The government is considering forcing online retailers such as Amazon and eBay to pay for millions of pounds of unpaid VAT owed by small overseas traders that sell through their sites.
Lord Ashton of Hyde, a Treasury spokesperson, told the House of Lords on Monday evening that HM Revenue & Customs had established a national task force to gather intelligence on VAT evasion by overseas online retailers.
"Contacts have been established with key commercial players," he said, adding: “liason continues with relevant international fiscal and law enforcement authorities.”
Joint investigations with other government agencies are already under way and further targets are being identified, he said.
He added that a meeting with the top online retailers at a very senior level took place last month.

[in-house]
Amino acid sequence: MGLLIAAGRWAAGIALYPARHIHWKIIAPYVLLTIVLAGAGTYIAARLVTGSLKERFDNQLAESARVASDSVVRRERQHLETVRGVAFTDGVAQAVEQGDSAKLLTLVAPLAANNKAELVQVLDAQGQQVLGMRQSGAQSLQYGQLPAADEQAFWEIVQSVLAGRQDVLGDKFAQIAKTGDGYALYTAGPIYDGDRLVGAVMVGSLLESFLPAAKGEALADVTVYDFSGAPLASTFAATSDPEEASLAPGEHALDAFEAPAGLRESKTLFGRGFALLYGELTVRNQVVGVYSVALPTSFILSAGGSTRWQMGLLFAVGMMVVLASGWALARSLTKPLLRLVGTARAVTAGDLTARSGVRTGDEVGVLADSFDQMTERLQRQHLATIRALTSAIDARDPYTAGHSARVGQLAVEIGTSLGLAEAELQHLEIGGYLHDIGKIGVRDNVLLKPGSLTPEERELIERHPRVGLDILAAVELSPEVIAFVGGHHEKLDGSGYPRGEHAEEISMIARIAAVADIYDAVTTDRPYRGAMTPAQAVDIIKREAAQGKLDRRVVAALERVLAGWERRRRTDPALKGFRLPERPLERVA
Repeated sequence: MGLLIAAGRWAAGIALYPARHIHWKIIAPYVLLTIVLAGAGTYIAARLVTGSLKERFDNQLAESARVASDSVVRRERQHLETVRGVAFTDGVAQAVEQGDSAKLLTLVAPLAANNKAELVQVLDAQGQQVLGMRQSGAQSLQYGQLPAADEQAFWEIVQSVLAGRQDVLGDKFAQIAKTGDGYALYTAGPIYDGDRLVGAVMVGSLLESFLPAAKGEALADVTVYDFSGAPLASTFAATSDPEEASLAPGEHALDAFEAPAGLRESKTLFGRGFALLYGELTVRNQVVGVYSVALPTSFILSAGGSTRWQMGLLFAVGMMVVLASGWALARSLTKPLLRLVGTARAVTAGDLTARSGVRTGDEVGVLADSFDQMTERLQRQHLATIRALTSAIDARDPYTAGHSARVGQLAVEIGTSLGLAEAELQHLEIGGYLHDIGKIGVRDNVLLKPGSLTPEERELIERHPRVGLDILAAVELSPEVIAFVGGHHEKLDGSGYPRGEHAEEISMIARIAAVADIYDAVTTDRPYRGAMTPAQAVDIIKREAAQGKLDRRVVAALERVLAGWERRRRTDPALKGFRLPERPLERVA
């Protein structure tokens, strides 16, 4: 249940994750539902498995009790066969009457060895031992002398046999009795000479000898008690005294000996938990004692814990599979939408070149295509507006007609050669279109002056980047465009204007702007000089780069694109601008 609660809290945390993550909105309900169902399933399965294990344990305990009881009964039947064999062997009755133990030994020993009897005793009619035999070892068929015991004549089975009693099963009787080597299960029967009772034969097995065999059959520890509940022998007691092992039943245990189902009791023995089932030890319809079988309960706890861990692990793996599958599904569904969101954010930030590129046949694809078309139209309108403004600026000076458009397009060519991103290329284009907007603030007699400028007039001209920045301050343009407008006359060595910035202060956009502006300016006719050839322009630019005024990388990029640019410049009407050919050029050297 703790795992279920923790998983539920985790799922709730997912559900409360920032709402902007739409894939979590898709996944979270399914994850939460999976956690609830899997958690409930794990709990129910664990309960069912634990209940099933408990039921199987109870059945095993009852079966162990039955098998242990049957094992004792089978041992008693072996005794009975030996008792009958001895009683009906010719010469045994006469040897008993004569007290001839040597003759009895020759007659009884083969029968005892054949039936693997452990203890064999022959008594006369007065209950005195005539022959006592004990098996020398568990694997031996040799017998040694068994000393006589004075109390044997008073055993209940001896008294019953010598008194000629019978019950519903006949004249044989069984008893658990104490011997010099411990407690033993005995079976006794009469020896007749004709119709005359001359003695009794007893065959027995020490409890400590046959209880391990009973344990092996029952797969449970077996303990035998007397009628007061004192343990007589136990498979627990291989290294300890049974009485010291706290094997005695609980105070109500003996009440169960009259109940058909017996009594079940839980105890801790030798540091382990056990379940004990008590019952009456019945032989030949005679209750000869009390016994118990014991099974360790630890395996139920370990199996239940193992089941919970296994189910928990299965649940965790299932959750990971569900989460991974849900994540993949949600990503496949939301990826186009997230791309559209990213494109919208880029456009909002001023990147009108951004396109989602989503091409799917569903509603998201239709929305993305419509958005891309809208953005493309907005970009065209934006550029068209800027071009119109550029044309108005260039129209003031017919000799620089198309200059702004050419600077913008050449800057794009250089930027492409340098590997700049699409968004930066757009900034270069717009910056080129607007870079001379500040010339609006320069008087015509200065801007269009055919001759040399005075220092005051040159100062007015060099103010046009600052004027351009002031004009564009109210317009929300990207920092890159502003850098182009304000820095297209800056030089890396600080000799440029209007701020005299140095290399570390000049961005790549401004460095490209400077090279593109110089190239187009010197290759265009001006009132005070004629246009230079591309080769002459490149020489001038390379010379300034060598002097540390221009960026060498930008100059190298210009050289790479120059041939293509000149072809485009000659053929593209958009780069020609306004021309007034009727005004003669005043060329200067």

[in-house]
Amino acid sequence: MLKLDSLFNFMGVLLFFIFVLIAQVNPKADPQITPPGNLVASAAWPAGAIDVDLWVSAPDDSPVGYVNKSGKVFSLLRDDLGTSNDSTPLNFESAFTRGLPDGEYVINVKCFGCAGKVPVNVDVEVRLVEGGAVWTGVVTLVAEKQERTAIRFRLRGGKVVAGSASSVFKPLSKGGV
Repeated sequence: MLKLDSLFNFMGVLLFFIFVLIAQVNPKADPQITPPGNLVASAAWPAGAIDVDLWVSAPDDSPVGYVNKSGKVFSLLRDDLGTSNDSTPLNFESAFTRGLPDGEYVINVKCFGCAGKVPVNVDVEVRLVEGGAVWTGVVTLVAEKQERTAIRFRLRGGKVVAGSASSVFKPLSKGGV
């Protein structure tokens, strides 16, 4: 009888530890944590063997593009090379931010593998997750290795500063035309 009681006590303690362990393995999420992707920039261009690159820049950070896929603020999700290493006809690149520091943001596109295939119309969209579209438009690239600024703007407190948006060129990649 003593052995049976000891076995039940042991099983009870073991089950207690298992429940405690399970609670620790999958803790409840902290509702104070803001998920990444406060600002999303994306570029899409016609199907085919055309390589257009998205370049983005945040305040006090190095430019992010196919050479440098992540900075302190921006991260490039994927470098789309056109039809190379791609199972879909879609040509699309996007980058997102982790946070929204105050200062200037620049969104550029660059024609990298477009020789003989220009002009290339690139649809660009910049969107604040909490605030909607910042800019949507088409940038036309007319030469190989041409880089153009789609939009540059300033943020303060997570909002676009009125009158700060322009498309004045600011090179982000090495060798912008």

HMRC has also dedicated 25 per cent of its customs and international trade operational resource to this problem, Ashton continued.
On whether online platforms should be made liable for VAT and duty, he said: “HMRC is looking at all possible solutions now and cannot rule anything in or anything out.”
Non-EU sellers have been flocking to UK shopping websites in the run-up to Christmas, with a recent investigation by the Guardian revealing that hundreds of items such as iPads and cameras are being sold without VAT being charged.
UK retailers say that they are being undercut by these overseas sellers – many of them coming from China.
Speaking at the House of Lords debate, Lord Lucas, a Conservative peer, said: “As HMRC knows, for some long while Amazon and eBay have been collaborating with hundreds of overseas retailers to defraud the taxman of millions of pounds every day. It seems that HMRC has been very slow in its response.”
Amazon has argued that the responsibility for complying with VAT obligations lies with the marketplace sellers, who are independent businesses.
“We do offer tools and information to assist sellers with their compliance, but we don’t have the authority to review their tax affairs. Naturally, we cooperate with HMRC as we are required to by law,” a spokesperson for Amazon said last night, confirming that the company had held meetings with HMRC.